All the elements of a commercial blockbuster for audiences across the Western Hemisphere, able to make a real dent in Hollywood’s Latino diversity problem with realistic characters whose issues resonate across ethnic lines.

Next best thing

If a Detective Emilia Cruz series never happens, I offer an equally compelling solution.

Remake The High Chaparral.

I grew up in the Golden Age of Westerns. Gunsmoke. The Rifleman. Laredo. All great shows but for my family, the standouts were The Big Valley and The High Chaparral.

My older sisters and I played play-acted on Saturday mornings as we did chores, with both shows as the setting. My sisters swooned over Lee Majors as Heath in The Big Valley, the saga of the rich Barkley family, and never really recovered when he later became the Six Million Dollar Man. Both wanted to link up with him in our play-acting, although now and then one of them threw a sop to actor Peter Breck, cast as middle brother Nick Barkley, and claimed him. No one ever wanted to marry Jarrod Barkley, the bookish oldest brother on the show. He wore suits and worked in an office. Nick and Heath wore six-shooters and were always outside fixing fences.

As much as we all loved The Big Valley and Barkley matriarch Barbara Stanwyck, the show that most captured our attention was The High Chaparral. Although none of us could articulate it at the time, the show stood out for its well-crafted backstory and layered relationships between family members.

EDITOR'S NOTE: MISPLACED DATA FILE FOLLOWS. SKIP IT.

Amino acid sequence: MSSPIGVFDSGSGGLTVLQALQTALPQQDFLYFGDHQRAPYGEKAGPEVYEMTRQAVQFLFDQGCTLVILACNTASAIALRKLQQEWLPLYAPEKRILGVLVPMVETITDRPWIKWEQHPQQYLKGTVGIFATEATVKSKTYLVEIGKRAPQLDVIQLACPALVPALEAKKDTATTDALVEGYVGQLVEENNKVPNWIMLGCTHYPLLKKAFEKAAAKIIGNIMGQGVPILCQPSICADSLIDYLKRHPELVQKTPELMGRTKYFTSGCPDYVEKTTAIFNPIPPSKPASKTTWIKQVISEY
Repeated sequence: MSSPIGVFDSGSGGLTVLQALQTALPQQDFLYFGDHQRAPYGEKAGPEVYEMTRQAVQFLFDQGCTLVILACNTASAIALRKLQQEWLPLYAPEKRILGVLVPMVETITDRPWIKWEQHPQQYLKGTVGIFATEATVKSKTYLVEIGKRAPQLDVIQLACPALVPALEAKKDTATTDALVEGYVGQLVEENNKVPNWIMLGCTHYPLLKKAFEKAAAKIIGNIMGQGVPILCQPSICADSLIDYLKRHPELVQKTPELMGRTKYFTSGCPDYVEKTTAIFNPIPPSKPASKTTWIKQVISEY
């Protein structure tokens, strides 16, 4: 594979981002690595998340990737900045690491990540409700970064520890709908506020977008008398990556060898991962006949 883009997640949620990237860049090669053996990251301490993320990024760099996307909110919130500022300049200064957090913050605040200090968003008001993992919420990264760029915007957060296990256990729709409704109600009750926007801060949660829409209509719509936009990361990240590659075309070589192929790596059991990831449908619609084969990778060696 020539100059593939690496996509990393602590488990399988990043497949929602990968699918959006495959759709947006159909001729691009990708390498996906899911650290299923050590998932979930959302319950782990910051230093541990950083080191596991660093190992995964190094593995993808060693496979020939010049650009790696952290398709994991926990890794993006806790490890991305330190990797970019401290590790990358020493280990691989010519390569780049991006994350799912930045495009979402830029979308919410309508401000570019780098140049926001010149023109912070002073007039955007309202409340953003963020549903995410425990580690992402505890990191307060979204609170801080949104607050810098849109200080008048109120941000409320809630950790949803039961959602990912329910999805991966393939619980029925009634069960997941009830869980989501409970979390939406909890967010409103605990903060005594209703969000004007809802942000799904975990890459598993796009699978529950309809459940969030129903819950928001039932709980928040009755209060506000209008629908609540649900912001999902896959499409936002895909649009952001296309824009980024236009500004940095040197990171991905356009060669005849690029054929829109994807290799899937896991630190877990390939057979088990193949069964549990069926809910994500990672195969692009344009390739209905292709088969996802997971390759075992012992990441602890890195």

Before its time

In The High Chaparral (1967-71) widowed rancher John Cannon moves to Arizona after the Civil War to make a new start for himself and his teenaged son, Blue. John’s brother Buck, a professional wanderer, comes along for the ride.

John buys ranch land from a wily Mexican, Don Sebastian Montoya, who throws in his daughter to clinch the deal. Victoria is beautiful, headstrong, and getting long in the tooth. John and Victoria reluctantly marry and she moves out to the Cannon ranch. Along with Victoria, John realizes he’s also got her brother on his hands. Manolito is charming and handsome but flighty. Everybody now has to figure out how to live together amid frontier drama and a lot of cows.

The High Chaparral had all the right stuff:

  1. A rocky marriage that becomes a true romance,